In the second unofficial Test on that tour, Livingstone hit a century in each innings, including 140 not out in the second innings when others struggled around him. His reputation significantly increased, the right-hander’s 2017 season with Lancashire has started well also. With the extra responsibility of batting in the top four, as well as the temporary captaincy, Livingstone responded with a superb 168 in Lancashire’s comeback victory over Somerset at Old Trafford.
Many are tipping the 23-year-old to earn a Test debut this summer in England’s middle order and his bullish style could compliment the likes of Joe Root and Ben Stokes well. Bayliss is known to have been impressed by Livingstone’s recent displays for both the Lions and his county and it is becoming more likely that we will see the talented Lancastrian, who also bowls useful leg-breaks, in the England side this summer.
The Kent captain is not often a man talked about much in the discussion for future England players, but his form over the past year points to the fact that he should be in the reckoning very soon. Last year, Northeast responded to the new role of captain of the side with 1,402 runs – the fourth most from any player across the two divisions – with five hundreds and an average of over 80.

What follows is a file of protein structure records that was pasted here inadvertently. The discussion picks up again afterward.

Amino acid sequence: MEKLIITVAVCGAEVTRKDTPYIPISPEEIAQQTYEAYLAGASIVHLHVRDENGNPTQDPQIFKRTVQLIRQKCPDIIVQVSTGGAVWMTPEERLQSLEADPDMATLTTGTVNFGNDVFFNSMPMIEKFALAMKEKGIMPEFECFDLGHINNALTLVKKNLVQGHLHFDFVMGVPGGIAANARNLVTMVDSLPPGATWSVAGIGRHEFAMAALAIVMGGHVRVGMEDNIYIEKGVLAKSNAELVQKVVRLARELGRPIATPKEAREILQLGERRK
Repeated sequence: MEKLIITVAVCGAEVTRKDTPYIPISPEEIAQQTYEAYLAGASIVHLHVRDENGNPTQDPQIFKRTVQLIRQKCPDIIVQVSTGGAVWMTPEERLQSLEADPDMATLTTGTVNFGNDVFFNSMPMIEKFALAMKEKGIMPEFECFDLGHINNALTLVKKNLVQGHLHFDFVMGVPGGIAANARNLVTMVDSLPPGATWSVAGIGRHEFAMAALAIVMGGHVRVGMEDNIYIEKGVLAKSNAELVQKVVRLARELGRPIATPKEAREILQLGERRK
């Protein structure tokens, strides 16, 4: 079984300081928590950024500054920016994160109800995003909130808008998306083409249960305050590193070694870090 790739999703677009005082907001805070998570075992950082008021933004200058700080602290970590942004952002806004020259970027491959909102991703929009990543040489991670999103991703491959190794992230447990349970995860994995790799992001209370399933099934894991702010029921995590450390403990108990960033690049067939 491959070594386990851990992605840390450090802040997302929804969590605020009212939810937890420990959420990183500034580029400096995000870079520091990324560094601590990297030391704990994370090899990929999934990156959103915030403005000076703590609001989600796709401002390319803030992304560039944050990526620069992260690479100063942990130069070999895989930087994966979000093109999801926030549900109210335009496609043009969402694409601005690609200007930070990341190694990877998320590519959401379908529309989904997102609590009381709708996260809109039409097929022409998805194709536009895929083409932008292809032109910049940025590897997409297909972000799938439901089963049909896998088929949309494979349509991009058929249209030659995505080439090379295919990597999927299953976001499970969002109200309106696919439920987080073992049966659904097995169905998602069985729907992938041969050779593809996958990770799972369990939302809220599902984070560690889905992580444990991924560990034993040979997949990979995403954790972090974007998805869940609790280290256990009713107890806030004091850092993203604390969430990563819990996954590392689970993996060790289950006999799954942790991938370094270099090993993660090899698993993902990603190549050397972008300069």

Admittedly nearly all of his cricket has come in Division Two, yet Northeast has made a reputation as a versatile batsman, capable of digging in when required and being a destructive striker of the ball in the number four position for Kent. The latter facet of his game was in full flow during Kent’s recent win over Sussex at Hove as Northeast hit an unbeaten 173 from just 181 balls, with 20 fours and four sixes. It was a timely reminder of his undoubted talent.
Right now, Northeast is likely to be behind Livingstone in the pecking order but England could do worse than have a closer look at the right-hander in one-day cricket or for the Lions in the near future, before deciding to hand him a Test start. And should Northeast continue his form, he would be a hard man to ignore.
29-year-old Moeen has been England’s first choice spinner since his debut back in 2014 and has delivered some match-winning displays. Yet, the argument against him is that not enough of those performances have been delivered on a consistent basis. Not only was the off-spinner was outbowled by Adil Rashid in India, he took just 10 wickets from five matches on that tour, averaging a worrying 64.90.